After months of waiting, Holden has officially announced the Commodore is no more. A massive drop in sales has seen the company shift its focus to utes and SUVs.
First introduced in 1978 with the VB Commodore, the iconic nameplate stayed on past 2017 when Holden wrapped up Australian manufacturing of the sedan, moving the Commodore name to the Opel Insignia from 2018 onwards.
Sales have dropped to a projected figure of 8,700 in 2019. A far cry from the 217,882 units sold in 1998 which set off a 12 year stint at the top of the sales charts.
Nameplate to remain in Supercars until 2021
The ZB Commodore made its Supercars championship debut at the start of 2018. It swept the first round of the championship in Adelaide before going on to win the Bathurst 1000 in the hands of Craig Lowndes and Steven Richards.
Though the ZB hasn’t won a championship yet, being the new first car unable to do so in its debut championship year since Ford’s updated BF Falcon in 2007, it will have two more attempts as Holden remains committed to taking on the Supercars championship with the model until the end of 2021.
“Holden recently re-committed to racing in Supercars through until the end of 2021, and that will happen with the currently homologated ZB Commodore race car,” read a statement from the manufacturer.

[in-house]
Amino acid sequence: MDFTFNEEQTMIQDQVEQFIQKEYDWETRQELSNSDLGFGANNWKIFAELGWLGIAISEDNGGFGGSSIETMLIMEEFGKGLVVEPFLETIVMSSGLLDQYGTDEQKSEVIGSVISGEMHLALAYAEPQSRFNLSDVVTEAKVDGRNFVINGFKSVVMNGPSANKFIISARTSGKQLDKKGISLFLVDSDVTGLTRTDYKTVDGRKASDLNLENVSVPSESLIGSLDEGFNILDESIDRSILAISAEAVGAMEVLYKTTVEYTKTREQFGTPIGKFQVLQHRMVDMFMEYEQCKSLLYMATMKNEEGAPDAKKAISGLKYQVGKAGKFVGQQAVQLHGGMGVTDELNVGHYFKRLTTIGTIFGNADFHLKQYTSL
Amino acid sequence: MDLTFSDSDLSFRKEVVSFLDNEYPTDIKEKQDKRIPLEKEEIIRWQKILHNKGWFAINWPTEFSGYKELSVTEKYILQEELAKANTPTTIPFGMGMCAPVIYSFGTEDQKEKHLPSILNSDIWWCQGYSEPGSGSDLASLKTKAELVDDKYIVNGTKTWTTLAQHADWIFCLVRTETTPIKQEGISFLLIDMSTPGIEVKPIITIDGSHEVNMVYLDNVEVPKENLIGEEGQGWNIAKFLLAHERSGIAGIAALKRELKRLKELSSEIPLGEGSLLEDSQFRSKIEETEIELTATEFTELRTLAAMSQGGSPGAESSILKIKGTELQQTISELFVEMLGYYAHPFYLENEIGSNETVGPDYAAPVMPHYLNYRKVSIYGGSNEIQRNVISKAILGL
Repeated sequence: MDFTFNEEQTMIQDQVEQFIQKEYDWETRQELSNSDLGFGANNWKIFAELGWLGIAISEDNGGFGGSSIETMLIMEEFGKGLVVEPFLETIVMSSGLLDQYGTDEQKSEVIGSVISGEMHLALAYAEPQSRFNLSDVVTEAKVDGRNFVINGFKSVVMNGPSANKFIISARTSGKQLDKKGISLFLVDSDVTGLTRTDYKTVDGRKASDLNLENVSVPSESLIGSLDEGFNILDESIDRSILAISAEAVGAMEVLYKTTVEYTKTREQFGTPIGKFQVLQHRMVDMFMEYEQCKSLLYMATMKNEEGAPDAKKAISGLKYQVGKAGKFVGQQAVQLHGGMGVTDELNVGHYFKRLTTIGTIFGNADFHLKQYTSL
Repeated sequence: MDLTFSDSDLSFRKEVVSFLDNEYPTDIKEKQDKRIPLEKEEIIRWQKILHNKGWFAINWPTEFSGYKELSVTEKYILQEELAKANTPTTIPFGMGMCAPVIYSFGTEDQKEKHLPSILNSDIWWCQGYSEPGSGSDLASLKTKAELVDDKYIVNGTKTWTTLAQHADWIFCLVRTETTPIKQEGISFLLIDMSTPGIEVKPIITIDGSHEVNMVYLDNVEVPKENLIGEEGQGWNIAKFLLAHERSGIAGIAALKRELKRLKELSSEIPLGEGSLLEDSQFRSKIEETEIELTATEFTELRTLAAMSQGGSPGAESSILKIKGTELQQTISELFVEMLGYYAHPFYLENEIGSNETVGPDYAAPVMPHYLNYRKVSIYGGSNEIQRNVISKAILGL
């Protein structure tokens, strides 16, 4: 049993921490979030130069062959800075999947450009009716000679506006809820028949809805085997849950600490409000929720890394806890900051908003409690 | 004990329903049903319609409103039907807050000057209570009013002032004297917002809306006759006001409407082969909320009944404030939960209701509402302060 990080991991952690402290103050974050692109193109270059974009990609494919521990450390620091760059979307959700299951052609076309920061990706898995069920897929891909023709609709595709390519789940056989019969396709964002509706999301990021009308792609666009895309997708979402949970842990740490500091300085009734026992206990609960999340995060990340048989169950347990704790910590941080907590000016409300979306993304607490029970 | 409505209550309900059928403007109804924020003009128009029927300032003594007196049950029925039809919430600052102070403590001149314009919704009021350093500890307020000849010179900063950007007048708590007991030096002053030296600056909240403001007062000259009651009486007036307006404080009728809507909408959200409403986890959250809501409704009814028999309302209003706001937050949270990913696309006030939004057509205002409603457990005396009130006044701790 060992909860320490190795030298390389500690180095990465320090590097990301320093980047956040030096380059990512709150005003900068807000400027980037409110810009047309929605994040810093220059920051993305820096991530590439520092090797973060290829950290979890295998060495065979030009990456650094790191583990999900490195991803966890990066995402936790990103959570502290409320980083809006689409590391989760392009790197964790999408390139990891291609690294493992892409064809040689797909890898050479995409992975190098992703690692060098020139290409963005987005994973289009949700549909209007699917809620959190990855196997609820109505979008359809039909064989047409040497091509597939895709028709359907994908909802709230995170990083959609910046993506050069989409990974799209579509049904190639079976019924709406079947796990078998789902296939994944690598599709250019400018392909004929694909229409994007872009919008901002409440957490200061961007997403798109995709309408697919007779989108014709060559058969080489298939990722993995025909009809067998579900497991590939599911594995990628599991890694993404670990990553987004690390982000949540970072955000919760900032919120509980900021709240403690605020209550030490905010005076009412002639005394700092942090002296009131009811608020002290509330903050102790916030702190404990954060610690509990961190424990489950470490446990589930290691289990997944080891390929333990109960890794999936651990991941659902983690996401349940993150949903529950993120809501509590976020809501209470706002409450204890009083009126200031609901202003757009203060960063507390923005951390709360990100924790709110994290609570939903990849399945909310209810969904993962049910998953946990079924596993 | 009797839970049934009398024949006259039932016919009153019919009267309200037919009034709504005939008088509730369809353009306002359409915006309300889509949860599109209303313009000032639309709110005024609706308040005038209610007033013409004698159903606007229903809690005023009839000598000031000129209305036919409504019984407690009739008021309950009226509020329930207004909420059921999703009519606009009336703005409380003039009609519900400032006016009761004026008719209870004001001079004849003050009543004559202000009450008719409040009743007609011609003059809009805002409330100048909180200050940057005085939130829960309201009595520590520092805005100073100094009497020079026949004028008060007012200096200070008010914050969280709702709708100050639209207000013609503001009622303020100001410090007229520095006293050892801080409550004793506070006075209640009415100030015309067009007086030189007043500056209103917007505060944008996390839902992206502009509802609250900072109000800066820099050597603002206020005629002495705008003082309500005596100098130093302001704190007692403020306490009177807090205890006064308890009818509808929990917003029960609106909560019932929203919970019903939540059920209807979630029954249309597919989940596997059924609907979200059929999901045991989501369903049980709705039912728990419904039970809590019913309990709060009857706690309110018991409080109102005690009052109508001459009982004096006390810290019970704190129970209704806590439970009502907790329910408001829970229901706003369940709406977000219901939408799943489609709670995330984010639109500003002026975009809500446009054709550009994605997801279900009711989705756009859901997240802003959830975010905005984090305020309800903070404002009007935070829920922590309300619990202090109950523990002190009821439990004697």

“Racing is a strong part of Holden’s brand identity and we will assess our options as Supercars continues to evolve its rules for the next generation of cars currently due to be introduced in 2022.”
The next Generation
The new Gen3 set of Supercars regulations are set to be implemented from 2022, looking to draw in new manufacturers after the Car of the Future/Gen2 framework failed to retain the three other marques which entered the category.
Over its 40-season history in the Supercars/Australian Touring Car Championship, the Commodore brand has won 18 drivers titles, first with Peter Brock in 1980 and most recently with Jamie Whincup’s seventh title in 2017.
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The factory-backed Holden Racing Team, operated by Triple Eight Race Engineering, homologated the car and will continue to use it with backing from the Australian arm of General Motors, despite team owner Roland Dane previously saying he didn’t want to look like a used car dealership when referencing Ford teams running the Falcon FGX in 2018.
“We don’t want to look like a second-hand car yard,” Dane said to Auto Action in 2018.
“If we’ve got cars that are not available anymore, with shapes that belong to a bygone era, you can only do that for a limited time. I don’t think that’s in anyone’s interest, and I don’t think there is any need to do it.”